Kenny Farquharson: Twitter jailing should concern all right-thinking people
OVER the years, I’ve heard things said in playgrounds, on football terraces, in bars and in newspaper newsrooms that would make your hair curl. Racist, homophobic, sectarian, misogynistic things that represent some of the worst manifestations of human malevolence short of physical harm.
I’m sure you’ve heard plenty too in your own spheres of life. Some are said for effect, some in a misplaced attempt at humour, some out of dumb ignorance and some as a genuine expression of pure hatred. My particular dislike is when disgusting things are said under a cloak of what the speaker intends as post-modern irony. Yeah, very clever. Idiot.
Yet out of all those occasions, I can think of only a handful I would categorise as criminal acts. One involved a foul- mouthed fan of an Old Firm club – it doesn’t matter which – on a train. The other happened in a Coventry pub when a drunk white man took offence at a fellow customer being black and having a white girlfriend. These were criminal acts due to the risk they posed to public order in that train and in that bar – their potential for causing fear and alarm; their potential to lead to violence.
I’m proud of the few times when I challenged what was being said, and I’m ashamed of the more frequent times when I said nothing. All and every kind of comment in the categories of hate I have described is abhorrent. But do I think every person who said these things should be locked up in a jail? No, of course not.
There is a difference between what is morally offensive – even morally repugnant – and what is a crime in the eyes of the law. And that’s how it should be, no matter how uncomfortable it may make us feel. It is not illegal simply to hate someone for their religion. It is not illegal to feel superior to someone with a different skin colour. It is not illegal to hate people with a different sexuality to your own. If it is, we’re going to need a bigger Barlinnie.
And so to the case of Liam Stacey, the 21-year-old Swansea student last week jailed for 56 days for what the charge sheet described as “racially aggravated public disorder”.
Lowlife doesn’t come much lower than Stacey. Faced with live TV pictures of Fabrice Muamba fighting for his life on a football pitch after collapsing in the middle of an FA Cup match, the drunk student posted a message on his Twitter account saying: “LOL [laugh out loud]. F*** Muamba. He’s dead!!!” When others on Twitter remonstrated angrily, Stacey let loose at them a torrent of violent and racist abuse.
Now, I don’t relish the idea of sticking up for such a scumbag as this young man, someone so seemingly devoid of the basic tenets of decency, but I’m afraid I’m going to have to – up to a point. Because if we are relaxed about Stacey going to jail for a couple of months to assuage our disgust at his views, then I think we have to ask ourselves some serious questions about the law and liberty and free speech.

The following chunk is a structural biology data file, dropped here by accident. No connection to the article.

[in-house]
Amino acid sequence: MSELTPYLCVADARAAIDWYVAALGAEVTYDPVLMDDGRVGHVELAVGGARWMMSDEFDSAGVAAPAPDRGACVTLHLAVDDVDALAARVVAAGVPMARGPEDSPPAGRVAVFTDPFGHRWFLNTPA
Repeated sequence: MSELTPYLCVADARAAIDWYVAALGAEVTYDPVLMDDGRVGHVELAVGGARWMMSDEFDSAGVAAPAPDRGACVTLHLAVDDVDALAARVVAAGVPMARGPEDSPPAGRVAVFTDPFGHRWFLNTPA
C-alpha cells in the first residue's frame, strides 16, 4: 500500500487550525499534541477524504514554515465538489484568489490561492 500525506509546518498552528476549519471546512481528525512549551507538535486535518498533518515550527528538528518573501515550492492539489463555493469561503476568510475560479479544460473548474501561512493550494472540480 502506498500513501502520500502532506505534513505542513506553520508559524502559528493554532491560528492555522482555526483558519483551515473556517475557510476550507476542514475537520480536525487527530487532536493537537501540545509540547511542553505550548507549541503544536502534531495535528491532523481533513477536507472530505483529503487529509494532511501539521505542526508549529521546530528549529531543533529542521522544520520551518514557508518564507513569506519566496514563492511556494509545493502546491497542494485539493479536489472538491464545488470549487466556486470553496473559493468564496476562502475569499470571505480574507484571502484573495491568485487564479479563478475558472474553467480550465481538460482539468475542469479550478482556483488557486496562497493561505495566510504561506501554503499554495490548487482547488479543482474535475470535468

Partly this is an argument about the new public spaces the social networking revolution has opened up online. Do we regard conversations in these spaces the same way as we would a conversation in a crowded pub or a train carriage? Or do we have to examine them on their own terms? Plainly, if Stacey had written his loathsome views in a few dozen letters and sent them by Royal Mail to his few dozen followers on Twitter, he would not now be in jail. Similarly, if he had bellowed his comment in a racially mixed bar, his incarceration would have been swift and beyond debate.
But on Twitter? Where exactly was the “public disorder” referred to in the charge? Where was the risk of someone getting hurt, or of someone being put in a state of fear or alarm? Does the “Twitter storm” he started online really carry the same risk to public order as a shouting match in the street? Of course, the vast majority of decent people would find Stacey’s comments utterly offensive and contemptible. But the law is not there to protect us from being offended. And it is not there to punish people for expressing views that elicit our disgust.
This is not just an issue about new technology. In recent years, there have been a number of new legal incursions into what we are and aren’t allowed to say. The Terrorism Act 2000 and the Racial and Religious Hatred Act 2006 both caused concern for groups that defend the right to freedom of speech. And here in Scotland the Offensive Behaviour at Football and Threatening Communications (Scotland) Act 2012 continues to cause disquiet – last month two Hibs fans became the first to be convicted under it, for singing songs that were described in court as “of a racially derogative nature”. Exactly what these songs were, no-one knows. This detail was not revealed in court, and police have subsequently refused to say. So much for the “strong signal of deterrence” the police claimed the case represented.
There’s a phrase you sometimes see in a newspaper columns, and it always makes me uncomfortable. The phrase is “any right-thinking person...” It’s usually used to describe a set of social conventions adhered to by a group of people that regards itself as arbiters of morality. I dislike it because one right-thinking person is another’s hateful bigot. And, yes, I’m aware that the “decent people” I referred to earlier in this column are just another variation on the theme. Nonetheless, like everybody else I have my own view of what “right-thinking” means. To my mind, it is right to insist on a zero tolerance attitude to racism and homophobia and misogyny and sectarianism. It is right for people who express these views to be confronted, challenged, argued with and – if necessary – ostracised. But the rush to codify our opposition to their views in the law of the land, and to jail anyone who breaks our social bylaws, is something I think should concern us all.
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